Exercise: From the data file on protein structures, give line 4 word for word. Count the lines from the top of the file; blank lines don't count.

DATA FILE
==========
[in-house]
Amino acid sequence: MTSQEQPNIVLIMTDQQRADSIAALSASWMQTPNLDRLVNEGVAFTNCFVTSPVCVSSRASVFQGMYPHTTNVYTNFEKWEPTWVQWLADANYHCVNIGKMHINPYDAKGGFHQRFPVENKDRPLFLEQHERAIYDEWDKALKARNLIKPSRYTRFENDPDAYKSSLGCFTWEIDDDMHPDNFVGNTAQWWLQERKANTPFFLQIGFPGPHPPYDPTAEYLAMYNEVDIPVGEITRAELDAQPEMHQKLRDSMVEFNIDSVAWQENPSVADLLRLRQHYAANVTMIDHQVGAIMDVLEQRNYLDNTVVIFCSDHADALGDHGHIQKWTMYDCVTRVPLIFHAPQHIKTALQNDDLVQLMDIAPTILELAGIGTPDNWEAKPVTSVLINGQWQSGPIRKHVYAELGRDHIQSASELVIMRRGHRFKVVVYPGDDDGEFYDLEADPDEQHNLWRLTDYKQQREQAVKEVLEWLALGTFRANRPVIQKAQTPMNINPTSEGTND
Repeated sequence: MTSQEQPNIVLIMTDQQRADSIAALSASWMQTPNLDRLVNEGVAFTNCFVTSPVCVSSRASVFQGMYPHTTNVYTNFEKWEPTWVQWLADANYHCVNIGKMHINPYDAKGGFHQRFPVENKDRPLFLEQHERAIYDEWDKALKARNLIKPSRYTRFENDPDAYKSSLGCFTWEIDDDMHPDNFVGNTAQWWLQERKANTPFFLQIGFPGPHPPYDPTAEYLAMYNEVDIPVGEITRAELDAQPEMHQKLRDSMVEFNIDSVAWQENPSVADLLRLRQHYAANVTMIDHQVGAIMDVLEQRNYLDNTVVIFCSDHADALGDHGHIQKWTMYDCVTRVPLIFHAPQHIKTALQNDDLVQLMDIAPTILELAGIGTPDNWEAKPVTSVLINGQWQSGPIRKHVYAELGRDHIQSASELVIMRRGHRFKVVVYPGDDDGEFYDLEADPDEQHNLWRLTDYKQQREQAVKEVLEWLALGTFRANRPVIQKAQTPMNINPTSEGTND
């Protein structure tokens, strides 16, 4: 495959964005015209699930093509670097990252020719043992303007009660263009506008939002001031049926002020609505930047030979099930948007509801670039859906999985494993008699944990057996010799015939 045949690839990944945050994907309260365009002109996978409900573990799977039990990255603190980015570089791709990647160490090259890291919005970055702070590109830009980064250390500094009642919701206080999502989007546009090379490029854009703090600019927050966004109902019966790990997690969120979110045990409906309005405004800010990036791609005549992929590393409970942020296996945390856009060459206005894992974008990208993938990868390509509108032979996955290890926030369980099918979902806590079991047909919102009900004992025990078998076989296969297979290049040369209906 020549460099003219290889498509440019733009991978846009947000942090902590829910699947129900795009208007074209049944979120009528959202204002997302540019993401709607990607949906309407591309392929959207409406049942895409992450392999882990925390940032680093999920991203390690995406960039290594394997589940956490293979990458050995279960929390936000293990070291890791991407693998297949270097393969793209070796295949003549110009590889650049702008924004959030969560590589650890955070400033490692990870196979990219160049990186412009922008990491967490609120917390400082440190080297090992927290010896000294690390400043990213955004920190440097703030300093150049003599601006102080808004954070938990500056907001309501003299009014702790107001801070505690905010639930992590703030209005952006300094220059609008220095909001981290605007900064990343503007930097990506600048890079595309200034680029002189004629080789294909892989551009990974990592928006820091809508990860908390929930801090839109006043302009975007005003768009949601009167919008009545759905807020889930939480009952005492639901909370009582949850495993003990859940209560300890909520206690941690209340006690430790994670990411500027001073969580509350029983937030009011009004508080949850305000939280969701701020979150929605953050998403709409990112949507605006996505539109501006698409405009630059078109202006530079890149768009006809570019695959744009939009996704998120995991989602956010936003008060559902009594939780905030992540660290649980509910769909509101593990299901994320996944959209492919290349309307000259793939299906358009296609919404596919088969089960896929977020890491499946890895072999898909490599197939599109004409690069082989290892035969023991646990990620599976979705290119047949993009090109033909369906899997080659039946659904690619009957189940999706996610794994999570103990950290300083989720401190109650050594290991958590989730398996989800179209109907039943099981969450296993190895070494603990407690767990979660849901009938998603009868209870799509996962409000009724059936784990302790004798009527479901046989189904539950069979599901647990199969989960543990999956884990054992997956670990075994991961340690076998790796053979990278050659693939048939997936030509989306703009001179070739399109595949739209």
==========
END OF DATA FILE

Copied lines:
């Protein structure tokens, strides 16, 4: 495959964005015209699930093509670097990252020719043992303007009660263009506008939002001031049926002020609505930047030979099930948007509801670039859906999985494993008699944990057996010799015939 045949690839990944945050994907309260365009002109996978409900573990799977039990990255603190980015570089791709990647160490090259890291919005970055702070590109830009980064250390500094009642919701206080999502989007546009090379490029854009703090600019927050966004109902019966790990997690969120979110045990409906309005405004800010990036791609005549992929590393409970942020296996945390856009060459206005894992974008990208993938990868390509509108032979996955290890926030369980099918979902806590079991047909919102009900004992025990078998076989296969297979290049040369209906 020549460099003219290889498509440019733009991978846009947000942090902590829910699947129900795009208007074209049944979120009528959202204002997302540019993401709607990607949906309407591309392929959207409406049942895409992450392999882990925390940032680093999920991203390690995406960039290594394997589940956490293979990458050995279960929390936000293990070291890791991407693998297949270097393969793209070796295949003549110009590889650049702008924004959030969560590589650890955070400033490692990870196979990219160049990186412009922008990491967490609120917390400082440190080297090992927290010896000294690390400043990213955004920190440097703030300093150049003599601006102080808004954070938990500056907001309501003299009014702790107001801070505690905010639930992590703030209005952006300094220059609008220095909001981290605007900064990343503007930097990506600048890079595309200034680029002189004629080789294909892989551009990974990592928006820091809508990860908390929930801090839109006043302009975007005003768009949601009167919008009545759905807020889930939480009952005492639901909370009582949850495993003990859940209560300890909520206690941690209340006690430790994670990411500027001073969580509350029983937030009011009004508080949850305000939280969701701020979150929605953050998403709409990112949507605006996505539109501006698409405009630059078109202006530079890149768009006809570019695959744009939009996704998120995991989602956010936003008060559902009594939780905030992540660290649980509910769909509101593990299901994320996944959209492919290349309307000259793939299906358009296609919404596919088969089960896929977020890491499946890895072999898909490599197939599109004409690069082989290892035969023991646990990620599976979705290119047949993009090109033909369906899997080659039946659904690619009957189940999706996610794994999570103990950290300083989720401190109650050594290991958590989730398996989800179209109907039943099981969450296993190895070494603990407690767990979660849901009938998603009868209870799509996962409000009724059936784990302790004798009527479901046989189904539950069979599901647990199969989960543990999956884990054992997956670990075994991961340690076998790796053979990278050659693939048939997936030509989306703009001179070739399109595949739209």